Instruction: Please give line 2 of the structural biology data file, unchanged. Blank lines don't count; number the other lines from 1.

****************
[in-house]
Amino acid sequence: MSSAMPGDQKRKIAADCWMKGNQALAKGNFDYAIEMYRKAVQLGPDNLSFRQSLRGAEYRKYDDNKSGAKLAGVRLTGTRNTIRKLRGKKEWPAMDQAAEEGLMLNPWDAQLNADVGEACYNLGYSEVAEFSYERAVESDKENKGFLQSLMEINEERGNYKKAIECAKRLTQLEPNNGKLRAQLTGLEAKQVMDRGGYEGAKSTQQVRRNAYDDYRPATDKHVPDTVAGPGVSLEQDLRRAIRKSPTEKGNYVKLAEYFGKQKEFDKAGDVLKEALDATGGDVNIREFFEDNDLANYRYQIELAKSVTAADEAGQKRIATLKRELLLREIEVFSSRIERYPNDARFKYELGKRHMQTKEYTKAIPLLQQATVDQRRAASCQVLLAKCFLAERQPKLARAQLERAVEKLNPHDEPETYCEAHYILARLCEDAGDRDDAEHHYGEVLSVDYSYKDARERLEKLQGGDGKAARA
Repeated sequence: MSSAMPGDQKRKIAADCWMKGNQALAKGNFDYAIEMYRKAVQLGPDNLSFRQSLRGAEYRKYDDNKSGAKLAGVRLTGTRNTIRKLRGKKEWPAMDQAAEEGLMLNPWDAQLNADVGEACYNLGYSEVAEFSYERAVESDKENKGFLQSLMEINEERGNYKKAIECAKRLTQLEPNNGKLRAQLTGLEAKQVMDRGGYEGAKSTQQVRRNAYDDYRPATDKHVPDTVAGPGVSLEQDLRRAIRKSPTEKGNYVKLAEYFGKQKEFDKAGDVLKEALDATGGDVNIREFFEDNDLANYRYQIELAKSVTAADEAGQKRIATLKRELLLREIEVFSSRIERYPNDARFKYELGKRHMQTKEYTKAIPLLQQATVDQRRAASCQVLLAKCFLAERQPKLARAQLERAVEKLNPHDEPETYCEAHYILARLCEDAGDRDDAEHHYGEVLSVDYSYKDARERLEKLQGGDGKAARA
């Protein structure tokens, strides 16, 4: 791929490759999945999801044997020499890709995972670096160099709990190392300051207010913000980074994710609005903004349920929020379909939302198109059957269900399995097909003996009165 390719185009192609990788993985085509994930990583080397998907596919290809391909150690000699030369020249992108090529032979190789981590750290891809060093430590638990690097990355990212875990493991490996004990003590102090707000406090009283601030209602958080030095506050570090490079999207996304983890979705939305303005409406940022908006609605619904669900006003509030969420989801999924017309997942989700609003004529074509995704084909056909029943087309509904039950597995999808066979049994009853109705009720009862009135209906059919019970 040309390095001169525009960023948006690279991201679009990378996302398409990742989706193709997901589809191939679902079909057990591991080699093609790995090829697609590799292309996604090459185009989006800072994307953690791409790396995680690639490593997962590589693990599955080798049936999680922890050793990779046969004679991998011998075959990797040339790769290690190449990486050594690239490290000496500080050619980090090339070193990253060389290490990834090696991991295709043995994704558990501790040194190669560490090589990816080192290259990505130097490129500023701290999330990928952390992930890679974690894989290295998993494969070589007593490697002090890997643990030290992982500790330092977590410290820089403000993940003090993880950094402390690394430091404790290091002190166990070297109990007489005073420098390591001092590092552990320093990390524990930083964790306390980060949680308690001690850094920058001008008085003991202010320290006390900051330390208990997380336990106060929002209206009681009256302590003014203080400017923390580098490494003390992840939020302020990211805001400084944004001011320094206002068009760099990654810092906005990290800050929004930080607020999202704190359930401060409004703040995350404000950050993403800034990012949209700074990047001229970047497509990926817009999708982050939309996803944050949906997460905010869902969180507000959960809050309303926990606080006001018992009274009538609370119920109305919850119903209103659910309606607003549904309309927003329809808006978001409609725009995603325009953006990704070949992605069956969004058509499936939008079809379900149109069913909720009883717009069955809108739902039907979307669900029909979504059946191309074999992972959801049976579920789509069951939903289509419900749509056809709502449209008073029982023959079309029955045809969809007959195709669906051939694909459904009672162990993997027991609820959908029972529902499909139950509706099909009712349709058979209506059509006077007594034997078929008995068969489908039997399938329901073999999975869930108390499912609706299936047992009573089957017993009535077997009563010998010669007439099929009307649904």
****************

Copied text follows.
Amino acid sequence: MSSAMPGDQKRKIAADCWMKGNQALAKGNFDYAIEMYRKAVQLGPDNLSFRQSLRGAEYRKYDDNKSGAKLAGVRLTGTRNTIRKLRGKKEWPAMDQAAEEGLMLNPWDAQLNADVGEACYNLGYSEVAEFSYERAVESDKENKGFLQSLMEINEERGNYKKAIECAKRLTQLEPNNGKLRAQLTGLEAKQVMDRGGYEGAKSTQQVRRNAYDDYRPATDKHVPDTVAGPGVSLEQDLRRAIRKSPTEKGNYVKLAEYFGKQKEFDKAGDVLKEALDATGGDVNIREFFEDNDLANYRYQIELAKSVTAADEAGQKRIATLKRELLLREIEVFSSRIERYPNDARFKYELGKRHMQTKEYTKAIPLLQQATVDQRRAASCQVLLAKCFLAERQPKLARAQLERAVEKLNPHDEPETYCEAHYILARLCEDAGDRDDAEHHYGEVLSVDYSYKDARERLEKLQGGDGKAARA